/ News

Derivita Launched to Solve Higher Education's "Math Problem"

Yesterday Derivita, a STEM education technology company, announced the launch of its new on-line math homework system. Created by Instructure co-founder Devlin Daley and ex-Googler Ryan Brown, the technology will provide improved resources for teachers and students in addition to alleviating the burdens of student debt.

Daley explained his reasoning behind Derivita: "This is actually in response to problems I saw as I was meeting with different schools. It was amazing to me that the math completion rate was actually a topic that went all the way to the president of the university." Math courses have become an issue in many student's college careers. It's an issue that keeps a lot of students from graduating, therefore missing the opportunity to increase their earning potential, while still being stuck with student loans.

While at Instructure, Daley saw a similar situation that led to the creation of Canvas. Because of this, he knew it was something that could be improved upon. "From a technology point of view, I knew I could do better and knew the students needed somebody to step in and provide something better for them."

Derivita is an education technology company that provides a powerful computer algebra system that supports deeper and more complicated question types with an elegant user interface. It can be paired with any publisher's textbook and open education resources (OER) while also integrating seamlessly into the school's learning management system (LMS).

Daley explains that as far as student's costs are concerned, Derivita is un-bundling the bundle - in a good way. In the past students have been required to purchase courseware in a bundle - content and technology as one unit. Therefore, students were unable to resell their textbooks because a used book no longer has a valid access code. Students were forced to buy new books with no option to purchase used materials.

"We're able to split the technology from the instructional material," Daley explains. "We're still in the courseware market because it's technology and the content we provide is assessment content - question banks, assignments, tests, and quizzes." Teachers are able to use Derivita in many ways, one of the most beneficial being data driven teaching. With Derivita, teachers can see exactly what individual students are struggling with as well as how the class as a whole is performing. "They get the aggregate data for the class, which they're not getting well at all today."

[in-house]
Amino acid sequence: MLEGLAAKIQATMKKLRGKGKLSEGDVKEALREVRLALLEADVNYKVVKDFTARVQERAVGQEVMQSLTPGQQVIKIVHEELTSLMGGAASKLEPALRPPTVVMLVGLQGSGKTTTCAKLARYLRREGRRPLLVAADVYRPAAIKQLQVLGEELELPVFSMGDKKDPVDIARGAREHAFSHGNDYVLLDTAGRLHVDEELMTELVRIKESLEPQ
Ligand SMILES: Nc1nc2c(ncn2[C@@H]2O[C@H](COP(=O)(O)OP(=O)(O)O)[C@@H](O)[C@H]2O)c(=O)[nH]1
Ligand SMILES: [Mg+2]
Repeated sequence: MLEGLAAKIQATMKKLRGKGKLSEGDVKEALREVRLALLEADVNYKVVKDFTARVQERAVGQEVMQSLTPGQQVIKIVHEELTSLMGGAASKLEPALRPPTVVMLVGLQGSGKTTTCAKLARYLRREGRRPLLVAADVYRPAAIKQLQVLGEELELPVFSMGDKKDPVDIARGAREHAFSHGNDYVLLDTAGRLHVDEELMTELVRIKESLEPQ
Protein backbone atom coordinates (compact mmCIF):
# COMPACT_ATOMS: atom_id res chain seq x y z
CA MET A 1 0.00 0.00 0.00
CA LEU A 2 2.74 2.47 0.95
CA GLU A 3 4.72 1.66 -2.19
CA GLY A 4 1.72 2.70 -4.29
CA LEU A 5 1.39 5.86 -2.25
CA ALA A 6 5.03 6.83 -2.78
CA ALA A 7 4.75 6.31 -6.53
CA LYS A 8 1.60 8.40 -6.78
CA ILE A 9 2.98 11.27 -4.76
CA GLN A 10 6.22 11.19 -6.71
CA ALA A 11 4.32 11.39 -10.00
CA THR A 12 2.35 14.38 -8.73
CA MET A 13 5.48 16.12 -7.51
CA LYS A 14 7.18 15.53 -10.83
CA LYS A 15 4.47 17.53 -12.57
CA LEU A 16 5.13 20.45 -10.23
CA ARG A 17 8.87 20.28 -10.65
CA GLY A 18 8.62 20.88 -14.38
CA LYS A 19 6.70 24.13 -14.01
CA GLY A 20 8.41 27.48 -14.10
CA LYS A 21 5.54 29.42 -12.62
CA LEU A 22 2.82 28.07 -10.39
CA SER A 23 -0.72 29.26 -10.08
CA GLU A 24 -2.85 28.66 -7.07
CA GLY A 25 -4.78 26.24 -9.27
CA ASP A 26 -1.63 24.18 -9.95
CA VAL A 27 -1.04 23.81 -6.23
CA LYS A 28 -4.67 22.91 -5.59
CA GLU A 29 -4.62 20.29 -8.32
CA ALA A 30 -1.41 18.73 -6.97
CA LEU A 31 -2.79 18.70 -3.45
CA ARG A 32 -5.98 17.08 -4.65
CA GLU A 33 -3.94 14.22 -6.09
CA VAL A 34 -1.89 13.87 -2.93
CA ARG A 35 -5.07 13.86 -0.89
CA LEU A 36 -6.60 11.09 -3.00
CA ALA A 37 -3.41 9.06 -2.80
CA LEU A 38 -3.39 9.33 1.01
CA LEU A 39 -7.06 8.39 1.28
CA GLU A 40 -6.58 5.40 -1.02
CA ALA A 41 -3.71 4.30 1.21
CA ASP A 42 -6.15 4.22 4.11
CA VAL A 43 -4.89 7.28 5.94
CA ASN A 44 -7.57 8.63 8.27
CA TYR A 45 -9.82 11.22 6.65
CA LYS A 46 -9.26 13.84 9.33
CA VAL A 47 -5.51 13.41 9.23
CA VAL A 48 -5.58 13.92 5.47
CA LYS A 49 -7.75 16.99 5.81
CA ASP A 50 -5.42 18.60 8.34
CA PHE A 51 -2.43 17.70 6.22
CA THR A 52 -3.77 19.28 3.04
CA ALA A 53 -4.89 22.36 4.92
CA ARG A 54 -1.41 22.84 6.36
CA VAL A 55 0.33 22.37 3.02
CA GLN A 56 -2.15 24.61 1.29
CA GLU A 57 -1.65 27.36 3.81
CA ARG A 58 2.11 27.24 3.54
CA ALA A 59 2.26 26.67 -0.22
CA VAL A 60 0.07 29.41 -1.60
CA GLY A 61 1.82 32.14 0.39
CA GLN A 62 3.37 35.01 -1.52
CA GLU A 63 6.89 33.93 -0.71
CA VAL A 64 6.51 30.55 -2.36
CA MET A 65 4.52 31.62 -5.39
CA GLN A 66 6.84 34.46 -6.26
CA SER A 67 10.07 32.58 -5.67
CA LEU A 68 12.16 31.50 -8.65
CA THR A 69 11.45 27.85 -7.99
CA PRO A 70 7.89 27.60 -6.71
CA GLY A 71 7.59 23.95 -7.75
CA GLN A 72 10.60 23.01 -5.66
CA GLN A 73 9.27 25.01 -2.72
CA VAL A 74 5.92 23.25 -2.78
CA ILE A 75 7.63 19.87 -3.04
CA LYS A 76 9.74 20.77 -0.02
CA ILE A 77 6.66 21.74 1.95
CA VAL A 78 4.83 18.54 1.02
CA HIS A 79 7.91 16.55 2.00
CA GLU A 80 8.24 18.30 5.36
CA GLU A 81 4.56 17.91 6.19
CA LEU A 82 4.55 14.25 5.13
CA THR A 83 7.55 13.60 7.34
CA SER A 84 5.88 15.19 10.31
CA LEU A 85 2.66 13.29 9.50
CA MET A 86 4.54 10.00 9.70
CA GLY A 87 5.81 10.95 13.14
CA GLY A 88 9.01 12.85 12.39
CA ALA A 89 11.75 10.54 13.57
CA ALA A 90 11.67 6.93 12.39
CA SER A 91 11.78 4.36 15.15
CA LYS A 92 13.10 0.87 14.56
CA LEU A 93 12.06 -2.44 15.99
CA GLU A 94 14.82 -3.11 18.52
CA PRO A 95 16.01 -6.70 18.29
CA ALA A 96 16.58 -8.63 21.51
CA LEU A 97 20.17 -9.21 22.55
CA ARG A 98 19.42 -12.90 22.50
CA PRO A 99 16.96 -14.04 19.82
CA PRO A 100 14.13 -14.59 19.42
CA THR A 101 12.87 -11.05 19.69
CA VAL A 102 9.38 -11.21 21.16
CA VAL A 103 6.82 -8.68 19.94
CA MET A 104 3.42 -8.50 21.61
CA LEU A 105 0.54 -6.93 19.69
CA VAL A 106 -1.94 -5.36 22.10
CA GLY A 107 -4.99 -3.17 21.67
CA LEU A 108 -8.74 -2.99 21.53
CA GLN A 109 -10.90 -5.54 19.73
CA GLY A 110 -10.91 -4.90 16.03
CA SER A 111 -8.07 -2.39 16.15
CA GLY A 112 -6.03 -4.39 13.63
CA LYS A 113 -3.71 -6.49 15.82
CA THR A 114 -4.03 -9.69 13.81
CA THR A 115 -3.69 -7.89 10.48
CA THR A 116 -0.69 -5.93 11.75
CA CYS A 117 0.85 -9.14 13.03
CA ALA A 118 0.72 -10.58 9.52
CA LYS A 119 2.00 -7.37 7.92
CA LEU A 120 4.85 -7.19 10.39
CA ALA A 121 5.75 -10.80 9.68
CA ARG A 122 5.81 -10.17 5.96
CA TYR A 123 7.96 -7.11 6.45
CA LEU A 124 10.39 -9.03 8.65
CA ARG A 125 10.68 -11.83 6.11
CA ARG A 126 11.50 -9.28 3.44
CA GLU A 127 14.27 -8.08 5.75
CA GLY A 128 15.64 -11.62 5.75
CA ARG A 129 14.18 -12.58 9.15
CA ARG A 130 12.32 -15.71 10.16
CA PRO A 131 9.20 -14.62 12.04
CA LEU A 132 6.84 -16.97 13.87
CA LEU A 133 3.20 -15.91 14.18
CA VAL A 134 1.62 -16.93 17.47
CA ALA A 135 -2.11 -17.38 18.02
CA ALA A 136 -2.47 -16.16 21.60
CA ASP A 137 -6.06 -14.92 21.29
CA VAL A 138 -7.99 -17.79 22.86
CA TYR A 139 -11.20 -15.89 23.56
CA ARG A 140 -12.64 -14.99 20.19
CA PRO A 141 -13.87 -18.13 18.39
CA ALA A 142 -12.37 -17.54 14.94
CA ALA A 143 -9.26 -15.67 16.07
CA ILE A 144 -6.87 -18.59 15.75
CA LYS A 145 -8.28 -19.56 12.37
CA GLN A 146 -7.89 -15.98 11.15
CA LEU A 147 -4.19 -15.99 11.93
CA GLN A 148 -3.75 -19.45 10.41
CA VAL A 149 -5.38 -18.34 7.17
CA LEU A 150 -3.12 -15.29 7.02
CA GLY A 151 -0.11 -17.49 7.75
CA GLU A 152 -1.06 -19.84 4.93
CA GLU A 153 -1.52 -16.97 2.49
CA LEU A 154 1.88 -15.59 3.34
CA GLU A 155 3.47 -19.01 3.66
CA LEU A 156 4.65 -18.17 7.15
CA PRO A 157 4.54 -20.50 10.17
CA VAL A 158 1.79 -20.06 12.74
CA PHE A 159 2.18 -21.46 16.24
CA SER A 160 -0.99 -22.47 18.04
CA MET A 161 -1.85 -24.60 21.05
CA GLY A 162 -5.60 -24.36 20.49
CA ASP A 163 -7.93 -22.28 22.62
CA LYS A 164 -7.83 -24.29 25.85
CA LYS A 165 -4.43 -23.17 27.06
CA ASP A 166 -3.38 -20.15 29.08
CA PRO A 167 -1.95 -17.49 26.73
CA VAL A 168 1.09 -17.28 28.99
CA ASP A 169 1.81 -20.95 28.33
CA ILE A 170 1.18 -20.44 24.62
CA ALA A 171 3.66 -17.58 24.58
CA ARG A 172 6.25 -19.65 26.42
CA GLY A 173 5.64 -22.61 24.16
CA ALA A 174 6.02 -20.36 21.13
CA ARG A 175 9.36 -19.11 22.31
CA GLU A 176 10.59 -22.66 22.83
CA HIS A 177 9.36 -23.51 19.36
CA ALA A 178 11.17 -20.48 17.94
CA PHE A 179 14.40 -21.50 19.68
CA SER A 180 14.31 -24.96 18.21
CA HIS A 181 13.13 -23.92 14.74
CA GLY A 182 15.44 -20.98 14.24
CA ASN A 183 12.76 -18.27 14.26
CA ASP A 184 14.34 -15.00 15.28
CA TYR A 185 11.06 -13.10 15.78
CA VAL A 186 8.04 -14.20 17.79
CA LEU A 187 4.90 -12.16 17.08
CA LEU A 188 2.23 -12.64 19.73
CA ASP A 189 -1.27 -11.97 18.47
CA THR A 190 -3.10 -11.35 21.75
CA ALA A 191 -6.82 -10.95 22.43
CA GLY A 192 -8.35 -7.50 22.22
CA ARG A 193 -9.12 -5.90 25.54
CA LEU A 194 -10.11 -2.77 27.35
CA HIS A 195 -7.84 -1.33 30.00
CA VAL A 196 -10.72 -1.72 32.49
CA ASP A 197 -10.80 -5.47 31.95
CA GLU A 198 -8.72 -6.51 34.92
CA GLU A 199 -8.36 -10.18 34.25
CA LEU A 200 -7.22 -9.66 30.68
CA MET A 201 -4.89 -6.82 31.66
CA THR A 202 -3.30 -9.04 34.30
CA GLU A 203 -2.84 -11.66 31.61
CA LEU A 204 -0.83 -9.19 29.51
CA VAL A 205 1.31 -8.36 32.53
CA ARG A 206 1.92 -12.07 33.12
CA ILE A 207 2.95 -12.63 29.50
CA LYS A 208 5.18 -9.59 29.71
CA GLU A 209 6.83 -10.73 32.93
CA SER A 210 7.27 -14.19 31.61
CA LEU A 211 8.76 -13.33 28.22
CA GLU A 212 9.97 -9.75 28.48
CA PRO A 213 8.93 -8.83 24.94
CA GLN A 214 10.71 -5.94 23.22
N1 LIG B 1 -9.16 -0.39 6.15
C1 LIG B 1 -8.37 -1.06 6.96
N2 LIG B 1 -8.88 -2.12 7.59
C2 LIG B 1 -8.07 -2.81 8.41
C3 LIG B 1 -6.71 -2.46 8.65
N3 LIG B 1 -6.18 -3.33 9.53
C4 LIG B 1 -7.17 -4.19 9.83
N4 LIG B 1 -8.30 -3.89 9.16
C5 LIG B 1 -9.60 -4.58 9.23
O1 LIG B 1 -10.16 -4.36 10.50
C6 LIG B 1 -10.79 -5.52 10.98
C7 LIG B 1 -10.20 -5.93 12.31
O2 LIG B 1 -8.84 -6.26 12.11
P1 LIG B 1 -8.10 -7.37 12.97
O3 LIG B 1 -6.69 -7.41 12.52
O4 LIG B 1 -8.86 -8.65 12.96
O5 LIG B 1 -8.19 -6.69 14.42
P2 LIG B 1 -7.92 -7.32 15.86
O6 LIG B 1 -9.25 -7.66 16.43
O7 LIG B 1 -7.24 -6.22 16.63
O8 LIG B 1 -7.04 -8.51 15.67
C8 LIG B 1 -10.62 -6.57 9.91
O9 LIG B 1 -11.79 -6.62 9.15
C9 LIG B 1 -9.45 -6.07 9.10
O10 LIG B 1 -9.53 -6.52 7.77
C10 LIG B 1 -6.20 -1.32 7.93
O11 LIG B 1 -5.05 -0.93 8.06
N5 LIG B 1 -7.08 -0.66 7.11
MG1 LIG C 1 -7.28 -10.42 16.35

Derivita also provides unique features which help guide the students through questions. This is accomplished without giving the students the answers right away. "We're actually teaching them strategies or reasoning about math. Then, if they still don't get it, we show them a worked solution so they can keep practicing with the system until they gain mastery over that skill."

Sunny Washington, Because Learning CEO and former Instructure employee, spoke about her hope for Derivita. "As a state, there is this continued talk about needing more STEM education and careers, but if we don't address this fundamental math problem here in the state, our population and workforce will never be able to compete like we want it to." She mentions how she saw a similar problem while she was at Instructure and she is excited to see how Derivita is able to make an impact in student's lives.

Derivita already has a dozen pilot users across the United States, with almost twenty more who will follow suit in the coming months.

Daley says Derivita is not aimed at completely blowing up the current structure of education. Instead, they hope to bring their technology and abilities to the education market to help the existing skills that are already there. "Let's listen to the customers and learn their pain points. Then we can build solutions for them to actually move change in the world."

For more information, visit Derivita's website.